Special Effects Show Fires Up in U.S.
RIP Productions produces a new theater family show based on Hollywood magic
- by Linda Deckard
- Published: January 10, 2018
T-Rex looms over the audience in a sudden special effect moment in The Hollywood Special Effects Show.
On the heels of success with Champions of Magic in the U.S. market, U.K. producer Alex Jarrett is launching another family show for theaters – The Hollywood Special Effects Show.
The two-hour production, which features special effects stunts and tricks and features an animatronics dinosaur, debuts at Mayo Performing Arts Center in Morristown, N.J., on Jan. 31, and is booked for an initial two weeks of one night stands in the Northeast.
Paul Bongiorno at Grand Central Booking is booking the show.
Jarrett’s RIP Productions, which opened its U.S. office in El Segundo, Calif., in 2016 and its UK office in 2009, just came off a $1 million, eight-show, 18,000 attendance weekend in Cleveland with Champions of Magic, which is in its second tour of the states and has begun playing multiples rather than one-offs, Jarrett told VenuesNow. His goal is to move The Hollywood Special Effects Show into the weeklong runs where justified as soon as possible.
Venues buy the show outright, for a negotiated price of about $20,000 for one night, $70,000 for a week, and then keep any profits or losses. Ticket prices vary from a $10 low as part of a family show package to $40 for standalone bookings, he said.
The Hollywood Special Effects Show logo.
They are currently booking theaters of 2,000 or fewer seats. Other dates now on sale include Packard Music Hall, Warren, Ohio, Feb. 2; Hylton Performing Arts Center, Manassas, Va., Feb. 3; Pittsburgh (Ohio) Cultural Trust, Feb. 5; Community Arts, Williamsport, Pa., Feb. 7-8; Proctors, Schenectady, N.Y., Feb. 9; State Theatre, Easton, Pa., Feb. 10; and Clemens Performing Arts Center, Elmira, N.J., Feb. 11.
The Hollywood Special Effects Show has a similar background in the U.K. to Champions of Magic. Jarrett has produced three tours over two years in the U.K. “Bringing it to the U.S. is bringing it home in a sense,” he said. “It’s an Americanized show; it’s time to bring it over.”
Jarrett’s background is in special effects, which he did for TV and special events for 10 years. In the U.K., there are no Universal Studios or Disney theme park special effects themed shows, he noted, but, in the U.S., while they have the theme park versions, there is no live theater show revealing the secrets of special effects that go into movie making.
“It’s about those effects coming to life in front of people, Jarrett said. His favorite is the dinosaur, of course.
“It’s the biggest thing we tour for the shortest amount of time on stage,” Jarrett said of the dinosaur. “The one in the U.K. takes seven people to lift and you only see it for two and a half to three seconds. It’s off the end of the scale in terms of size and how we use it. It comes off the stage out over the audience out of a cloud of smoke. You don’t see it coming at all. The look on the kids’ faces in the front row as that looms off is beyond the 3-D movie; this is real for these kids in that moment.”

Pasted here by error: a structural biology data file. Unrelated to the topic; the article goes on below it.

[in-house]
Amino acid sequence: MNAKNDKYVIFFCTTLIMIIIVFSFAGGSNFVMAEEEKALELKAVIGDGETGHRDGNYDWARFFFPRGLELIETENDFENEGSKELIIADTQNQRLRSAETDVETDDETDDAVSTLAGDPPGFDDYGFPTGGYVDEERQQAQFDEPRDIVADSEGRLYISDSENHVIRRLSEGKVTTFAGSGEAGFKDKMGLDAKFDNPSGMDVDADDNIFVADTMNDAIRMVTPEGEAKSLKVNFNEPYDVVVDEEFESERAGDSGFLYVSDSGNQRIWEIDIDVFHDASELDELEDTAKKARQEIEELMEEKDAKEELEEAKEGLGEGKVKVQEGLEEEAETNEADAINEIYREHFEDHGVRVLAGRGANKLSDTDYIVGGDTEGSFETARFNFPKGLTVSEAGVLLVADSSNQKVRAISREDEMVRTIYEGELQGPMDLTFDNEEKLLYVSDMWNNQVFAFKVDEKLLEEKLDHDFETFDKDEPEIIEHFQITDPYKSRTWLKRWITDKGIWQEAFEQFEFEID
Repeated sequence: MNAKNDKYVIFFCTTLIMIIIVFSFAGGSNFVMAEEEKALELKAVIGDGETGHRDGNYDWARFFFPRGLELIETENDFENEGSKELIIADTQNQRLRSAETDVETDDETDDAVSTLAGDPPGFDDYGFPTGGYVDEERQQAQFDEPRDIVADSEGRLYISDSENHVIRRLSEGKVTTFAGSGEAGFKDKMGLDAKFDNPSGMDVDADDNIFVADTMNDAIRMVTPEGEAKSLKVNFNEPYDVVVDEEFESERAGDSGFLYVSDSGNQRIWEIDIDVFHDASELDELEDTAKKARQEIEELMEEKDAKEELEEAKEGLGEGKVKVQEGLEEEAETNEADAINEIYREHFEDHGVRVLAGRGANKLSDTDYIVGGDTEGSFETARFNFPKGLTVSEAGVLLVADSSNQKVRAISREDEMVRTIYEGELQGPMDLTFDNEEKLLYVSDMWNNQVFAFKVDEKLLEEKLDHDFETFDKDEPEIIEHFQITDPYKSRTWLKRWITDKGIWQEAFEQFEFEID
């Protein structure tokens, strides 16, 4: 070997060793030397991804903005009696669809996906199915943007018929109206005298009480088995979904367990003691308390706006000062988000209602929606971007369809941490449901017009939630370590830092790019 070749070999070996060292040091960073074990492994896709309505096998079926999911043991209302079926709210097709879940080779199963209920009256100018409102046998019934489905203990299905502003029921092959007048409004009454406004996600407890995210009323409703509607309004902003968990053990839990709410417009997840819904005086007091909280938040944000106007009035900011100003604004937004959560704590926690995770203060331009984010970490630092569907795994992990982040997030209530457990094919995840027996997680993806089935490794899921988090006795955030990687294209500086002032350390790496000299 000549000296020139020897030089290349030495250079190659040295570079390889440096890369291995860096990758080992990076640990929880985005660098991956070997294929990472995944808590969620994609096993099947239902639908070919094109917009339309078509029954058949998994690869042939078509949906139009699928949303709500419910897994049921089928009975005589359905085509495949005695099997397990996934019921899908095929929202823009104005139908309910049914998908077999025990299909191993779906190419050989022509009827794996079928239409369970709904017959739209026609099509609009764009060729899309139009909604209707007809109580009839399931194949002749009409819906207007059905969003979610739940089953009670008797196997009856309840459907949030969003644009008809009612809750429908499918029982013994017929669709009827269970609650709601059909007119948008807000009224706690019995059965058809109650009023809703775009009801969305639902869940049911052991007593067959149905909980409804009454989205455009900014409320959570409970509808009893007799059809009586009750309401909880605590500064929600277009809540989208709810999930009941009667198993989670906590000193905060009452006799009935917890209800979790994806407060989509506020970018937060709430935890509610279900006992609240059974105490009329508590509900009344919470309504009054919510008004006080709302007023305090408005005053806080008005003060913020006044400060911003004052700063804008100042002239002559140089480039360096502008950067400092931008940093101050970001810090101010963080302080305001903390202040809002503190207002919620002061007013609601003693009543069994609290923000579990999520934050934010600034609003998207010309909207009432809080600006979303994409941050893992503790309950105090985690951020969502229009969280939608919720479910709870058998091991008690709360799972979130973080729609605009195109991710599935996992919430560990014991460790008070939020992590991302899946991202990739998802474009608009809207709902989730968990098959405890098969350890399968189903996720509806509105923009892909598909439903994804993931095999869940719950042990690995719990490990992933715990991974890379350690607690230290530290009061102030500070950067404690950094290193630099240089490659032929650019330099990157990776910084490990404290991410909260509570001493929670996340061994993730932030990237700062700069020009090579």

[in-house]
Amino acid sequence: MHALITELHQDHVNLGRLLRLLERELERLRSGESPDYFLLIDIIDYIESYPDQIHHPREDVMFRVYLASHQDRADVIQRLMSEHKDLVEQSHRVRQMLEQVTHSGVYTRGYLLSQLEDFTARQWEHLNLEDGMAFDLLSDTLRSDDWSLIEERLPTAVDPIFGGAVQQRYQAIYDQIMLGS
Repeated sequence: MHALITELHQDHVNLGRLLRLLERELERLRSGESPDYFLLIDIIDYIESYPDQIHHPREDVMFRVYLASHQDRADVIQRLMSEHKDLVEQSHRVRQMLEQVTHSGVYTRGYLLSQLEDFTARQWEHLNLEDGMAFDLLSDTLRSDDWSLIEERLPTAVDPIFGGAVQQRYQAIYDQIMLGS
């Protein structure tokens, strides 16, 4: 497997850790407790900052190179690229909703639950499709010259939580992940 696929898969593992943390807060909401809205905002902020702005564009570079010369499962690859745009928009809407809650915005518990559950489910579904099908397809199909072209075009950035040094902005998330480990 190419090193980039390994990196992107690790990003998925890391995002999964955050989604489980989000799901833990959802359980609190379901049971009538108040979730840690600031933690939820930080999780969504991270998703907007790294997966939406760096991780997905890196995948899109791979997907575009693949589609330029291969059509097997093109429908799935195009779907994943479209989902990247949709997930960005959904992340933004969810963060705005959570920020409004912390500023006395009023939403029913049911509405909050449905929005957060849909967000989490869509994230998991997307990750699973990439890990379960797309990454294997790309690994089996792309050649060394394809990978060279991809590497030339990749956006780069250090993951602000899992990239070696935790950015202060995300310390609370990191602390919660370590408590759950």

A new dinosaur, bigger, with full animatronics, was built for the U.S. show by Illusion Projects in Las Vegas. That group also helped adjust the set design to be more industrial looking. “No one has done these kind of movie special effects in the same way,” Jarrett said. “We had to find out how far we could push it, how big we could go.”
The show is facilitated by presenters (actors), who keep the energy going and involve the kids in the audience. “We didn’t want a family show to be a lecture. These are professional kids presenters, selling in an appropriate way to the audience. They play themselves. Our production team delivers the effects around them.”
The show runs two halves of 45 minutes with a 20-minute intermission. Load in starts at 10 a.m. for a 7 p.m. show. Build time is five or six hours. The load out is two hours.
Merchandise, such as flash toys, a special effects makeup kit, T-shirts and the “usual things” are sold at each event. One of the skits in the show is a horror movie makeover on stage. Fans can then buy the kit at the merchandise stand or use all the ingredients they already have to do it at home. Those kits are sourced by RIP, but the print and apparel merchandise is produced by Merch in Motion out of Canada.
There are three cast, five crew plus two drivers, one bus and one truck on tour. “I’d love to have three trucks and luxury buses, but we want everyone to make money on it,” Jarrett said.
Hollywood Special Effects has already run for two years in the U.K., and just completed four days at Birmingham Arena, where it played to 16,000 people across six shows, Jarrett said.
Pyrotechnics are a big part of the show and requirements vary state by state in the U.S., he said. They provide each venue with full paperwork and product information, carry a pyro technician to fire the show each night and hire locally licensed technicians when necessary.
Besides Champions of Magic and Hollywood Special Effects Show, RIP Productions has an interest in Graeme of Thrones, which they founded in the U.K. in 2013 and toured in Australia. This year, Jarrett may revive it in the States as well as the U.K. Graeme of Thrones is a parody taken from 'Game of Thrones' in which Graeme tries to re-create his favorite fantasy saga on stage to disastrous results. “We may take it out again this year when the 'Game of Thrones' season builds up,” Jarrett said.
It’s a fun show to do, he said, as they all are. “We just love doing the shows."
- by Linda Deckard
- Published: January 10, 2018